Sierra Nevada wildfires could reverse efforts made to curb climate change

fire and smoke

Image of smoke from the Nichols Fire in Kern County. Photo credit: InciWeb

The Nicholls Fire, which started burning in Kern County on Friday, July 11th has quickly grown to over 1,600 acres as of July 15th.  Even though firefighters have been able to get the fire to 80% containment over the course of these five days, the fire is an example of the rapid increase in large Sierra wildfires which can affect the entire state. We all know that forests store carbon and act as one of our most effective buffers against climate change. According to a 2012 USGS study, forests account for almost seventy percent of the total carbon storage in the Western U.S. So what happens when our biggest carbon storage burns and becomes a major greenhouse gas emitter?   

Earlier this year the journal Environmental Science & Technology published a study indicating that California will experience more large fires, and that with that increase in wildfire activity comes a significant increase in fire-generated greenhouse gas emissions.  

Modeling done for the study suggests that because California forests will experience larger fires, wildfire emissions will increase by 24 percent over 1961-1990 values in the next 30 years, and that in the next 70 years they will increase by more than 50 percent. That means that efforts being made in California to reduce vehicle emissions, curb industrial emissions, and invest in clean energy could go up in smoke – literally.  

The study found that by the year 2085, emissions from wildfires are projected to be equal to the annual emissions of about one fifth of all of the cars currently registered in California. This is a trend that has already started. Early estimates indicate that the 2013 Rim Fire alone released roughly the same amount of greenhouse gasses as were released during the entire year in 1970. Even if we were to be successful in reducing the number of cars, or increasing the number of clean burning vehicles on our roads, one fire season can dump us right back to where we started.   

Something can be done now to alter this trend. Modeling done by the Forest Foundation on four fires in the Sierra Nevada showed that emissions from wildfires can be reduced by reducing the amount of overgrown vegetation in Sierra forests. The four fires studied released a total of 38 million metric tons of greenhouse gasses in to the atmosphere, or the equivalent of “adding an estimated 7 million more cars onto California’s highways for one year. Stated another way, this means 50 percent of all cars in California would have to be locked in a garage for one year to make up for the climate change impact of these four wildfires.”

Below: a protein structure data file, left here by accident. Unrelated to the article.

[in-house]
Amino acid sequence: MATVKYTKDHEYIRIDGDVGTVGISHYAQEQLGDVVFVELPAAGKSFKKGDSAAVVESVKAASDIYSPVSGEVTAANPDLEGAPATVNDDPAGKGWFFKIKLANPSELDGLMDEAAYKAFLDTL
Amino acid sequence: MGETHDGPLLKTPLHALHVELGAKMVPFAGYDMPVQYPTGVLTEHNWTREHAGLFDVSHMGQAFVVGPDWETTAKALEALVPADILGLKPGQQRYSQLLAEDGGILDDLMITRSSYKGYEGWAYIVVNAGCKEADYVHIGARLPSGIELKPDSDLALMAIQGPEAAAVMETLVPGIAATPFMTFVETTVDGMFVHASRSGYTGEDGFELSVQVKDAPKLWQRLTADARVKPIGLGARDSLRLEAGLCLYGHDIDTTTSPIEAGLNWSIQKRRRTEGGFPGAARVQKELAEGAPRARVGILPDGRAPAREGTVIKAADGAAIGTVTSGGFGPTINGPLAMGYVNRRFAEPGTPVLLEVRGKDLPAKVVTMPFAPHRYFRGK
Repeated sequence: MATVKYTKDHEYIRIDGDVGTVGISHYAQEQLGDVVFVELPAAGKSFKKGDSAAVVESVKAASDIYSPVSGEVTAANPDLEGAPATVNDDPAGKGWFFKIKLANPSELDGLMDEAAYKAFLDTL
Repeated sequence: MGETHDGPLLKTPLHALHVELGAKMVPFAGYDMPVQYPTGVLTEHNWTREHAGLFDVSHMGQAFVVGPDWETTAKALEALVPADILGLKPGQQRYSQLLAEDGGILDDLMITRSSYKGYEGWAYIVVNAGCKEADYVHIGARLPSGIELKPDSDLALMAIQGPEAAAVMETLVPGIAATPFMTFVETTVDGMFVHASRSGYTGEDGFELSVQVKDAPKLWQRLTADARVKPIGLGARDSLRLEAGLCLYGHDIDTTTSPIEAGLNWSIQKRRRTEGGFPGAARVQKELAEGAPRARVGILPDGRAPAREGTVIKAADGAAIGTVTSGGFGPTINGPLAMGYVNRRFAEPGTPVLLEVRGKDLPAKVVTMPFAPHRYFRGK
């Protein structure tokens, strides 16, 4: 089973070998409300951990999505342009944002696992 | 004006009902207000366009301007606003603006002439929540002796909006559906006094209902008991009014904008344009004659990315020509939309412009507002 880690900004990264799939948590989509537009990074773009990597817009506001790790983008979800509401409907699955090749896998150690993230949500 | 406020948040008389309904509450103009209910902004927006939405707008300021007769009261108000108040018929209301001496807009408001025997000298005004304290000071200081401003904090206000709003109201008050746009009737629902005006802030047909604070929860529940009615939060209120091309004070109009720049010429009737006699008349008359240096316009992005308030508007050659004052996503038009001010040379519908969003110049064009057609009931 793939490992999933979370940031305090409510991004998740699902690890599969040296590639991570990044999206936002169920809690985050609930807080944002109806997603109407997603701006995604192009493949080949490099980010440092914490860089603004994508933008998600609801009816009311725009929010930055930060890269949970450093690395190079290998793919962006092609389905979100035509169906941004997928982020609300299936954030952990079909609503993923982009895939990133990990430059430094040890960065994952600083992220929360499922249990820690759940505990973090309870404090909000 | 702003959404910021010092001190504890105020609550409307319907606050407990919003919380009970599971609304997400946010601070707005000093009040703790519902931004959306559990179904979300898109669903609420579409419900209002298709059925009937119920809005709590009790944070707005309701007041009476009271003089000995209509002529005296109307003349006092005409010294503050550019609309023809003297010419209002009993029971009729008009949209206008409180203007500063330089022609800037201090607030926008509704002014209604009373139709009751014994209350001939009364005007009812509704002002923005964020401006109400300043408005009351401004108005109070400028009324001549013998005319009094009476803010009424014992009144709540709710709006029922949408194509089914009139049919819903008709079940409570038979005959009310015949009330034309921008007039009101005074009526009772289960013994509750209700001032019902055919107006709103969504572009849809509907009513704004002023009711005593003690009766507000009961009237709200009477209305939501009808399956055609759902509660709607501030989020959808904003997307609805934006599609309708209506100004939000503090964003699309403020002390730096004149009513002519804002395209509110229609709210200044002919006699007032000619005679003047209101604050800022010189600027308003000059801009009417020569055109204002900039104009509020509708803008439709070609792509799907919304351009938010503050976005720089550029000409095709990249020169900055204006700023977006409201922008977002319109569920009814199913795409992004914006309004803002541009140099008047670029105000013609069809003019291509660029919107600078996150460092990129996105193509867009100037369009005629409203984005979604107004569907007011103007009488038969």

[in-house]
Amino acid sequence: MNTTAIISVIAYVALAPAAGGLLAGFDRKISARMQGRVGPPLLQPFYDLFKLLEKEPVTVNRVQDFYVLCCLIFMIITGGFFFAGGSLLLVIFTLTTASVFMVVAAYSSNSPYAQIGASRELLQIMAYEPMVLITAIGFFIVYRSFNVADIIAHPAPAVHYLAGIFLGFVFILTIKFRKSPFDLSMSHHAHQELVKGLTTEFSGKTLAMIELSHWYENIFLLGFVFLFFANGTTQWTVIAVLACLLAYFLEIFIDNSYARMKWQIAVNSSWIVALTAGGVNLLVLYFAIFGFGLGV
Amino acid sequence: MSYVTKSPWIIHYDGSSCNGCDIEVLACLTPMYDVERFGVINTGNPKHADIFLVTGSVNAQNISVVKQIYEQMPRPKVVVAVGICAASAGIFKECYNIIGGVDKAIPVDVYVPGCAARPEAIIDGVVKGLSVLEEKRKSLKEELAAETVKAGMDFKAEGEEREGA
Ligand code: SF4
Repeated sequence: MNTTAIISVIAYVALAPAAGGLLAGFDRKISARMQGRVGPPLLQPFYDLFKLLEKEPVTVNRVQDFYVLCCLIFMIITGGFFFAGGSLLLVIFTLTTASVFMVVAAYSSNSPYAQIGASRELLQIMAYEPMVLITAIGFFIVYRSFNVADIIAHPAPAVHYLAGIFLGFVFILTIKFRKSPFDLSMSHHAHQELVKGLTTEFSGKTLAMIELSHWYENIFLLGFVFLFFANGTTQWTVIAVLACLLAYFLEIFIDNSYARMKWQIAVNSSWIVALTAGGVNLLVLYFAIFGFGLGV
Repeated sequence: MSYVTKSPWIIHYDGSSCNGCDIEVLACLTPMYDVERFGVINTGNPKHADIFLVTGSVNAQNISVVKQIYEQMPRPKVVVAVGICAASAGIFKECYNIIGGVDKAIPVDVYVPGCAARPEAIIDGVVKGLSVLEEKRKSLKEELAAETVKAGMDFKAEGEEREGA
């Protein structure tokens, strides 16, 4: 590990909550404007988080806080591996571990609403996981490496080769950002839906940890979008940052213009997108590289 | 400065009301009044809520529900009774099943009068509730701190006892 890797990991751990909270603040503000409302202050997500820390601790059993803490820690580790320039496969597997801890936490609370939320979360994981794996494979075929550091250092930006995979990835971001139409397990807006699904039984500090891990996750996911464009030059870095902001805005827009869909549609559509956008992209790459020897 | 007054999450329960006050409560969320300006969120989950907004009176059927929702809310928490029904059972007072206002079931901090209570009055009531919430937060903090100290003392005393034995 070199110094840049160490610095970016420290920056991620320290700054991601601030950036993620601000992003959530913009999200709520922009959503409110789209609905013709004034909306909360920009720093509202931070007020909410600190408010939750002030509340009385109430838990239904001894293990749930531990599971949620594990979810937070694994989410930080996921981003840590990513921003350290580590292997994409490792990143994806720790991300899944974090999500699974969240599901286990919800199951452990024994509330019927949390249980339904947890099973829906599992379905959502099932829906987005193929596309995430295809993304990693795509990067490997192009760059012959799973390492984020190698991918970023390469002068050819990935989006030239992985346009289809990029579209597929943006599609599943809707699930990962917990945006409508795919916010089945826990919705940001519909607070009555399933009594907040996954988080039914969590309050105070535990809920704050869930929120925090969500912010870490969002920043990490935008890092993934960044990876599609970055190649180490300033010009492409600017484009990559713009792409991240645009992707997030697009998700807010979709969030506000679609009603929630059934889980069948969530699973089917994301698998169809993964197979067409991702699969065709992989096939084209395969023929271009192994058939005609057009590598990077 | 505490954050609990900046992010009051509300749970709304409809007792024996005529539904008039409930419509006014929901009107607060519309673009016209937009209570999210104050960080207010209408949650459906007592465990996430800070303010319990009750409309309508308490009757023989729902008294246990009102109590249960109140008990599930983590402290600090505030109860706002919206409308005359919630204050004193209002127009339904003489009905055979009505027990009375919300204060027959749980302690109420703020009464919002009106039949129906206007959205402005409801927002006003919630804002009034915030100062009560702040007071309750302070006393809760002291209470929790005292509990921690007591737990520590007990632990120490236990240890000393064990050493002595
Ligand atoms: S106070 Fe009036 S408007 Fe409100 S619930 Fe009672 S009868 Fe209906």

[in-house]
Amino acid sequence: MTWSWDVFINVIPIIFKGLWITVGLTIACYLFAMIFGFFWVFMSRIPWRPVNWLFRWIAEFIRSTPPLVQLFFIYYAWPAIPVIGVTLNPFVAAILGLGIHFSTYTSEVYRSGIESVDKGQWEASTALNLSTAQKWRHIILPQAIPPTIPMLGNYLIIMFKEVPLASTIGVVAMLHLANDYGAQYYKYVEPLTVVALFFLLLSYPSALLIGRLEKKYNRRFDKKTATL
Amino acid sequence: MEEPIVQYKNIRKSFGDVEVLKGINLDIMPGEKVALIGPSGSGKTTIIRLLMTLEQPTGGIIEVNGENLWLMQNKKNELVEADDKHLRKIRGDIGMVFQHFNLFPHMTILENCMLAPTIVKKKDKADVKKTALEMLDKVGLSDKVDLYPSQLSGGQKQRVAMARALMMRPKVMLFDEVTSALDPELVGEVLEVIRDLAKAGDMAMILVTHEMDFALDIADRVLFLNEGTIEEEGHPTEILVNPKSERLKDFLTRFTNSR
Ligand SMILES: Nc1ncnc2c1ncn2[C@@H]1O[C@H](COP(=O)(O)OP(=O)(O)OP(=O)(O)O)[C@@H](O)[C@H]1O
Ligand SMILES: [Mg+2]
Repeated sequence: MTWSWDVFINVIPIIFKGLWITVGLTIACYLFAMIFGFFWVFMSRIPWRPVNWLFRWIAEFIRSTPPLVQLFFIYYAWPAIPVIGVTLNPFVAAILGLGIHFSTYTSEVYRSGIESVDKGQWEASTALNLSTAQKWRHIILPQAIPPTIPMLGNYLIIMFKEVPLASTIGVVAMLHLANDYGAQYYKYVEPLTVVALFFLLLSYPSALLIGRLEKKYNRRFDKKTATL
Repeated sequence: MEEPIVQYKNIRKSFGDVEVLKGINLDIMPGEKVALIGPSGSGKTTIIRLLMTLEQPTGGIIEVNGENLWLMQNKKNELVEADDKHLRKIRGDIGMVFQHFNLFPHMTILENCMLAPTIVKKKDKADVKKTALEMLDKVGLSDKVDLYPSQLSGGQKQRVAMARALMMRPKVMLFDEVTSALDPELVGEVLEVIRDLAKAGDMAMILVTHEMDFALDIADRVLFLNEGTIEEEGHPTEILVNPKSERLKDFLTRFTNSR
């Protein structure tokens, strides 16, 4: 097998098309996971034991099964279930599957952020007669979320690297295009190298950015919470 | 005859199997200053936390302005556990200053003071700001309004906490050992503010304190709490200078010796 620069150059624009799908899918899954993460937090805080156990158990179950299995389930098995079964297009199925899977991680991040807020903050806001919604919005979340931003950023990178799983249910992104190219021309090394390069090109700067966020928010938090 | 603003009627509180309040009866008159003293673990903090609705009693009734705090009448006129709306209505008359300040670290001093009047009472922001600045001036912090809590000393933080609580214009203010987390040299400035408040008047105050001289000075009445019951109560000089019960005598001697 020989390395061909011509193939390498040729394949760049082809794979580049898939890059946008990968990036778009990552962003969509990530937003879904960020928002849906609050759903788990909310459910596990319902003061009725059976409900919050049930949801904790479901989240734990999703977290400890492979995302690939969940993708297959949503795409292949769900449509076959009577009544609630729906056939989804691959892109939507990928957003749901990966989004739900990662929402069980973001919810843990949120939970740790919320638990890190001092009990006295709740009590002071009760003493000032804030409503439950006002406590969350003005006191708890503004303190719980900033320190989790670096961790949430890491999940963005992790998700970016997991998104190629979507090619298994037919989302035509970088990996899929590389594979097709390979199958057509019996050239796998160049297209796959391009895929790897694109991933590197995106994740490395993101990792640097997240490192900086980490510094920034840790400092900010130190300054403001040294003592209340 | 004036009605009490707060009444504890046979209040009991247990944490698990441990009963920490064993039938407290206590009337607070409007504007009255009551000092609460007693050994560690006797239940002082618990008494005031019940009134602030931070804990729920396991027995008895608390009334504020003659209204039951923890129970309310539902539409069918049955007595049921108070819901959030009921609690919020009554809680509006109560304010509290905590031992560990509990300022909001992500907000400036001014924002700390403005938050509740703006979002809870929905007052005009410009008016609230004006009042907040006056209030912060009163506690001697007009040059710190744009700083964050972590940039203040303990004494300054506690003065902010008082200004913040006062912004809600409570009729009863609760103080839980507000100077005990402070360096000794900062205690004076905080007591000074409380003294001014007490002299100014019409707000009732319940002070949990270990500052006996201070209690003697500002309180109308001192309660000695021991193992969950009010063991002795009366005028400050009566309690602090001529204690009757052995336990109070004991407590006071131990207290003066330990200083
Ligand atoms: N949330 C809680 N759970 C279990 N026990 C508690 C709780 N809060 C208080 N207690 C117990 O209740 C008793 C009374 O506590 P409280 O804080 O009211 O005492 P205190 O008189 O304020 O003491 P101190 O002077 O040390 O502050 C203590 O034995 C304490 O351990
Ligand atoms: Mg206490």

Each of these fires burned through areas that were severely overgrown. Where these fires burned the forest averaged 350 trees per acre, when naturally there should have only been 50 to 60.  Had that overgrowth been reduced to a more natural forest condition, the emissions could have been lowered from 46.2 tons per acre to 12 tons per acre.   

Air pollution managers know that wildfires are a contributor to emissions. However, the increasing trend in the size and frequency of wildfires in the Sierra will become a larger problem and may be detrimental to efforts being made throughout California to lessen the impacts of climate change. All of the public dollars spent on reducing greenhouse gas emissions in urban areas may be compromised if our forests –the best buffer that we have against climate change in the Western U.S. – are reduced to ash and smoke.   

Improving forest health by increasing the pace and scale of forest restoration needs to be one of the key tools in the toolbox for addressing climate change. We can reduce the amount of cars on the road, or decrease the amount of emissions released by industry, but all of those efforts will be less effective if California’s largest carbon storage resource continues to erupt in flames.   

The Sierra Nevada Conservancy has invested almost $11 million to improve the health of forests in the Sierra Nevada, but there is still a long way to go. If we expect our Sierra forests to function as a buffer to climate change, storing carbon released by our cars and businesses, we must act now to reduce the size and severity of wildfires.